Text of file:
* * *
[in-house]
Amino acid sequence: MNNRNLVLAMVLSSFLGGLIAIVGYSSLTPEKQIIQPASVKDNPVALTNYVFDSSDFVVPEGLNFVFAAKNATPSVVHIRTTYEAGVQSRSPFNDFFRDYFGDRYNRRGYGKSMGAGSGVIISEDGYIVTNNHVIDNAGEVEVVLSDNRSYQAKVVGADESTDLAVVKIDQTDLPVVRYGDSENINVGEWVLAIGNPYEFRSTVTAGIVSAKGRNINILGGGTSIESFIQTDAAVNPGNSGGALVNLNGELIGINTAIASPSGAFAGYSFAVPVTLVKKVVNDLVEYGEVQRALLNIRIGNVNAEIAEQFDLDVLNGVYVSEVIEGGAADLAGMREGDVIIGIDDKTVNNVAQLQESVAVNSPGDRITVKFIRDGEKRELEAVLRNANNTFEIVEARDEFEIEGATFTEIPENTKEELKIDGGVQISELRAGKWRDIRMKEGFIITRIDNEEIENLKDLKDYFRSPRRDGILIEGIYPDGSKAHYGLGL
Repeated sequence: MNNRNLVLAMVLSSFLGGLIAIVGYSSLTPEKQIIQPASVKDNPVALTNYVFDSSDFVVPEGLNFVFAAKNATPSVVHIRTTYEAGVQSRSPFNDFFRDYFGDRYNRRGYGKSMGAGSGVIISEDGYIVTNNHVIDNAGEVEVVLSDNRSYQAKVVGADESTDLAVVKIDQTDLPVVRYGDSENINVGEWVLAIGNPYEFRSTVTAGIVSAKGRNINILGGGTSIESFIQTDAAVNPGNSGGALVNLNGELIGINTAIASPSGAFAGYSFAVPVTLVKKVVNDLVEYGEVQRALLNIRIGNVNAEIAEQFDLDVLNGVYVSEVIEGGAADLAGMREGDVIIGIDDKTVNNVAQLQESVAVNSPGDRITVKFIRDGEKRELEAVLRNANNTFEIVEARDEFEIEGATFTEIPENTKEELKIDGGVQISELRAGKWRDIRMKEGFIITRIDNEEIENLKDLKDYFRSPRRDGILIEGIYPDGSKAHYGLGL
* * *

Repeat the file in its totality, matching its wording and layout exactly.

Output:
[in-house]
Amino acid sequence: MNNRNLVLAMVLSSFLGGLIAIVGYSSLTPEKQIIQPASVKDNPVALTNYVFDSSDFVVPEGLNFVFAAKNATPSVVHIRTTYEAGVQSRSPFNDFFRDYFGDRYNRRGYGKSMGAGSGVIISEDGYIVTNNHVIDNAGEVEVVLSDNRSYQAKVVGADESTDLAVVKIDQTDLPVVRYGDSENINVGEWVLAIGNPYEFRSTVTAGIVSAKGRNINILGGGTSIESFIQTDAAVNPGNSGGALVNLNGELIGINTAIASPSGAFAGYSFAVPVTLVKKVVNDLVEYGEVQRALLNIRIGNVNAEIAEQFDLDVLNGVYVSEVIEGGAADLAGMREGDVIIGIDDKTVNNVAQLQESVAVNSPGDRITVKFIRDGEKRELEAVLRNANNTFEIVEARDEFEIEGATFTEIPENTKEELKIDGGVQISELRAGKWRDIRMKEGFIITRIDNEEIENLKDLKDYFRSPRRDGILIEGIYPDGSKAHYGLGL
Repeated sequence: MNNRNLVLAMVLSSFLGGLIAIVGYSSLTPEKQIIQPASVKDNPVALTNYVFDSSDFVVPEGLNFVFAAKNATPSVVHIRTTYEAGVQSRSPFNDFFRDYFGDRYNRRGYGKSMGAGSGVIISEDGYIVTNNHVIDNAGEVEVVLSDNRSYQAKVVGADESTDLAVVKIDQTDLPVVRYGDSENINVGEWVLAIGNPYEFRSTVTAGIVSAKGRNINILGGGTSIESFIQTDAAVNPGNSGGALVNLNGELIGINTAIASPSGAFAGYSFAVPVTLVKKVVNDLVEYGEVQRALLNIRIGNVNAEIAEQFDLDVLNGVYVSEVIEGGAADLAGMREGDVIIGIDDKTVNNVAQLQESVAVNSPGDRITVKFIRDGEKRELEAVLRNANNTFEIVEARDEFEIEGATFTEIPENTKEELKIDGGVQISELRAGKWRDIRMKEGFIITRIDNEEIENLKDLKDYFRSPRRDGILIEGIYPDGSKAHYGLGL